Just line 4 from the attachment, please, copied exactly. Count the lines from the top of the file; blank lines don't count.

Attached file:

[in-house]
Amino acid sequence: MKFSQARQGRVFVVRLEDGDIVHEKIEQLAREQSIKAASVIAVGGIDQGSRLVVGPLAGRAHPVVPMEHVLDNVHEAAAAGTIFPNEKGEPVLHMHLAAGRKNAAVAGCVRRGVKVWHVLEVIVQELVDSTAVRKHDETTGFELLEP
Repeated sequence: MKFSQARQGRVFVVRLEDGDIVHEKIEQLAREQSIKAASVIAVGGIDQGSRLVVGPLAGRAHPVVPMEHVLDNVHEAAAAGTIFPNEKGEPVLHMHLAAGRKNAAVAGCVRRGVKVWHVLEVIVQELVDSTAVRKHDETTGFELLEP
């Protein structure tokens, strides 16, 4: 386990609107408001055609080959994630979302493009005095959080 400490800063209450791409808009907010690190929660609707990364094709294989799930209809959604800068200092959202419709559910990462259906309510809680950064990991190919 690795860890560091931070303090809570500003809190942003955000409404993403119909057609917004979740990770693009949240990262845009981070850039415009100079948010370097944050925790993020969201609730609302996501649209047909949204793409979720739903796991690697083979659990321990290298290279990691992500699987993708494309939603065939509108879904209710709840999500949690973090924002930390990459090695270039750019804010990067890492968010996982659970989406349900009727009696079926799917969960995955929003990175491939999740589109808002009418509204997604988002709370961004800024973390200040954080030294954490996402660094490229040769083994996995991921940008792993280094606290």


């Protein structure tokens, strides 16, 4: 386990609107408001055609080959994630979302493009005095959080 400490800063209450791409808009907010690190929660609707990364094709294989799930209809959604800068200092959202419709559910990462259906309510809680950064990991190919 690795860890560091931070303090809570500003809190942003955000409404993403119909057609917004979740990770693009949240990262845009981070850039415009100079948010370097944050925790993020969201609730609302996501649209047909949204793409979720739903796991690697083979659990321990290298290279990691992500699987993708494309939603065939509108879904209710709840999500949690973090924002930390990459090695270039750019804010990067890492968010996982659970989406349900009727009696079926799917969960995955929003990175491939999740589109808002009418509204997604988002709370961004800024973390200040954080030294954490996402660094490229040769083994996995991921940008792993280094606290």